After each night’s shift I would leave a sheet of my own proposed aphorisms, anonymously, in Mr Needham’s mail box. Upon guessing I was the source of them, he summoned me into companionship. Though he posed in his columns as rogue and reprobate, and tried modestly to dress the part (kept bottles of whisky in his office from which he never actually drank; pretended to be paying a tart as his secretary), I discovered that he was secretly respectable, patriarchal, an attentive husband and father, utterly reliable and fastidious on the finest conventional points of honour, and many other paradoxes. Accused by feminists of misogyny, for instance, he had perhaps as high a regard for women as I have ever encountered in a man. Marked by leftists as a shill for the established economic order, his contempt for large corporations went vastly beyond theirs. (It was just that his contempt for “government” went farther.) And old as he was becoming, he was an inspiration chiefly to the young, and the genuinely sceptical in all walks of life. Dismissed as “the first hippie,” he was at close quarters quite the opposite to that; rather a disciplined old soldier. Indeed he was a pioneer of sneering at hippie conformity.
By the later ‘seventies (when I wasn’t around in Canada) he was being hounded out of the Globe by the swelling progressive faction within, alternatively mocked and demonized as “a dinosaur.” They were almost rid of him when they realized that he sold a lot of papers, and would have to be brought back and “phased out” more carefully. Finally, with the installation of an entirely new generation in the editorial suite, the Globe had editors willing to get rid of him regardless of cost. After years of fighting to hold his trench, he gave up and went away. By this time he must have been the last journalist on the Globe of any substance or integrity, and his own audience was finally drying up.
That was when I began meeting him for hamburgers at Harvey’s. I had founded a magazine entitled The Idler at the end of 1984, specifically to supply what had gone missing from Canadian journalism — the intelligence and the style. He noticed it immediately, and sent letters of encouragement. I was determined to land him as a regular contributor to the magazine. He made polite excuses about being old and senile, belied by the sharpness of every uttered sentence. I persisted in my begging, from meal to meal. He seemed flattered, and remained affectionate, but finally gave me his definitive response. It was an unforgettable tirade, touching upon his whole later experience of Canadian journalism, and the encroaching sleaziness of all our public life. It concluded:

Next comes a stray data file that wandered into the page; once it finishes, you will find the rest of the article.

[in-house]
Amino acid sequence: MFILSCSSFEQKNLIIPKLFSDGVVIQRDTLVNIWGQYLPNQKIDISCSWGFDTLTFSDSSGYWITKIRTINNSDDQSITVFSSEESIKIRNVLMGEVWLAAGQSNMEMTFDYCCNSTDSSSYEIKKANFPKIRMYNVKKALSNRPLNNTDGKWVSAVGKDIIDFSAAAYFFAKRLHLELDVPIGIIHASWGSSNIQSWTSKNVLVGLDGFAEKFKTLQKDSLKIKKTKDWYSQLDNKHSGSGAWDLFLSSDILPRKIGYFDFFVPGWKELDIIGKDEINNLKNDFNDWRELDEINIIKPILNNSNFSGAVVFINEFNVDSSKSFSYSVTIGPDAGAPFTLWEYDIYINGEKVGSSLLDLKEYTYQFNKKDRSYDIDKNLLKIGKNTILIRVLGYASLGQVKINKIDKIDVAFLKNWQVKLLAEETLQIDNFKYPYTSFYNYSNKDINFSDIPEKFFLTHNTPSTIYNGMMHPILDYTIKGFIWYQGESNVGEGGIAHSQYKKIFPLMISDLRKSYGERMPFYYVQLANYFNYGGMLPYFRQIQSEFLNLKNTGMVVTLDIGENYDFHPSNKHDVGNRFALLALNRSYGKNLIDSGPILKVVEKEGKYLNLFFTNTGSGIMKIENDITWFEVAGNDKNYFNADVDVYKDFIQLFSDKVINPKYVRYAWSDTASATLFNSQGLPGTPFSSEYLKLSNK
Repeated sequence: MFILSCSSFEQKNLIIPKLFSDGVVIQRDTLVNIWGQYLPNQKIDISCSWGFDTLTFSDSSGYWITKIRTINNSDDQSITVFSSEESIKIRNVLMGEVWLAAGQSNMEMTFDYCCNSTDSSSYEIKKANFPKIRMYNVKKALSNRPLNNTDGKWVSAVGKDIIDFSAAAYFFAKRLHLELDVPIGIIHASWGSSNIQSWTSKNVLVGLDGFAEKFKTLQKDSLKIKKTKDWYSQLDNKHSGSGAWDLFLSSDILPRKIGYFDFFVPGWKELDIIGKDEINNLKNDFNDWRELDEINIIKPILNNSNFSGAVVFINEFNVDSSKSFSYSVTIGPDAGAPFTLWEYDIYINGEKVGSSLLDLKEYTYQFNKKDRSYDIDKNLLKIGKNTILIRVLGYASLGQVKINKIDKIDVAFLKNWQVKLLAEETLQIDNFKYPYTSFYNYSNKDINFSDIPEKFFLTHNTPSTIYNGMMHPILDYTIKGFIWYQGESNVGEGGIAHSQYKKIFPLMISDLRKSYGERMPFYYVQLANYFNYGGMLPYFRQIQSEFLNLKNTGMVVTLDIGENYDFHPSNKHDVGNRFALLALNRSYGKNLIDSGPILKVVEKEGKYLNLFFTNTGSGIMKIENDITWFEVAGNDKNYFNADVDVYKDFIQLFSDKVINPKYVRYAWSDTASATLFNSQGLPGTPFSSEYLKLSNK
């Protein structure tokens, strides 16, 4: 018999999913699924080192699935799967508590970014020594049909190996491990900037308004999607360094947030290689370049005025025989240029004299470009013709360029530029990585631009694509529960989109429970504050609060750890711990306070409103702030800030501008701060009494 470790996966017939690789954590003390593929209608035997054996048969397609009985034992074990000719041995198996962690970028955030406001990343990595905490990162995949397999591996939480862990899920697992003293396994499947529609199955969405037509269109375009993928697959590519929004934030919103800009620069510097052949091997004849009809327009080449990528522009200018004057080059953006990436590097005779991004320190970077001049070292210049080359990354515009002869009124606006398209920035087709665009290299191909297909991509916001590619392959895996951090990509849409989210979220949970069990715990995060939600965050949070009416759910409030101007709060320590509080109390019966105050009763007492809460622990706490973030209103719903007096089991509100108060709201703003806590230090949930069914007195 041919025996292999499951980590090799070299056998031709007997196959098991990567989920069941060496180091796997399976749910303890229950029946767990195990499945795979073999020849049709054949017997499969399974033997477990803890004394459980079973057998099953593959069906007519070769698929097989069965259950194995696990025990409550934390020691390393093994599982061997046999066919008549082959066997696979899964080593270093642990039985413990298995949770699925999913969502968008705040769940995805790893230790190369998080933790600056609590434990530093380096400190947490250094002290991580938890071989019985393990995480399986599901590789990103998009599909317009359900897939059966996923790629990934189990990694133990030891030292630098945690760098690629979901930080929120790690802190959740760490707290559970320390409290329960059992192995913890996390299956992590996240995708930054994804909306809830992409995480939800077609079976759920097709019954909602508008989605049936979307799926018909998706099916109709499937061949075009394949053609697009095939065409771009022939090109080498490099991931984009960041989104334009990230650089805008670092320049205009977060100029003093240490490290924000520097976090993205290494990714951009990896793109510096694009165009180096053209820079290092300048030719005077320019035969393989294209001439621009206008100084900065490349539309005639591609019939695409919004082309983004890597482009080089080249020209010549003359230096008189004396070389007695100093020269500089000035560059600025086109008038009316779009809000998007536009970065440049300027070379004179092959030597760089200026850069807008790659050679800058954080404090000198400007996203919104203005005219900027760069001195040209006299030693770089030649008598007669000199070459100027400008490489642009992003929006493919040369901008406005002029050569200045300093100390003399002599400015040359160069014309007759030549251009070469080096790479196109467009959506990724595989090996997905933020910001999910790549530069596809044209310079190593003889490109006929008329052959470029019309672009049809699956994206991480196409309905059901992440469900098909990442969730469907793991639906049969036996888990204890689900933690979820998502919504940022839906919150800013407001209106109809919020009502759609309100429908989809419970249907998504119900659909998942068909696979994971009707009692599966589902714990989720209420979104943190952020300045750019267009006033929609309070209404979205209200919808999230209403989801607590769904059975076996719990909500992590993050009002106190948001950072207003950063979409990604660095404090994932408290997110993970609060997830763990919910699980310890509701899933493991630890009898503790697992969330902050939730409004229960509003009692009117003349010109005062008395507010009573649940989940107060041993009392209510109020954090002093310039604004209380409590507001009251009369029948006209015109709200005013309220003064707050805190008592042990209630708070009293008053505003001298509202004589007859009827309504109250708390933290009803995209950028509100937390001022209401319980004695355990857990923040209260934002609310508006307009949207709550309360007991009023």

“I have nothing to say to this city any more. Nothing!”
There was real fire and brimstone in the declamation; I could give up my begging. Needham’s only concession was that, “Those who remain curious about my views on contemporary life, may read my silence.”
It is not good to end in bitterness. It is not Christian, and so far as I could tell, Needham was never a Christian. He was an old Stoic. Christ for him was another Socrates; the parables were astute but the “mythology” was expendable. I had, both before and after my own Christian conversion, asked him about such things. The more direct my question, the more evasively he replied. On the Church, and churches, from bishops to televangelists, he did have clear opinions, along the lines of, “pigsties of self-seeking hypocrisy.” His pleasures were simple, and founded in people and in nature. There were no “invisibles” to him. He had never craved power. A pigeon in the park was worth feeding, the more if there was a sign that read, “Do not feed the pigeons.” Truth and love were fleeting, but worth clinging to, as he did to wife and family. Nevertheless, in the memorable words of his own proposed death notice, left years before in the obituary files at the Globe: “Richard J. Needham’s tiresome and repetitious column will not appear today, because he is dead.”
Call it a mood: one which can be maintained by the true Stoic over decades. I can easily understand it, especially at this moment, having been in a mood like that this past week or two, with nothing whatever to say to my own tiny shrinking public, or to the world at large, beyond, “Go to hell.” But of course this won’t do. If one is a writer one must never agree to shut up; not so long as there is one more reader. Force the smug, “enlightened” bastards to silence you.
“Faith is not feeling,” as a correspondent reminded us a fortnight ago. It is not a good mood. It is not a bad mood, or any kind of mood. Hope is not a virtue that requires circumstances that are hopeful. Nor, especially in this season of Lent, is Charity an option. In the words even of the pre-Christian, but more than stoical Wallace Stevens: “Place honey on the altars and die, you lovers that are bitter at heart.”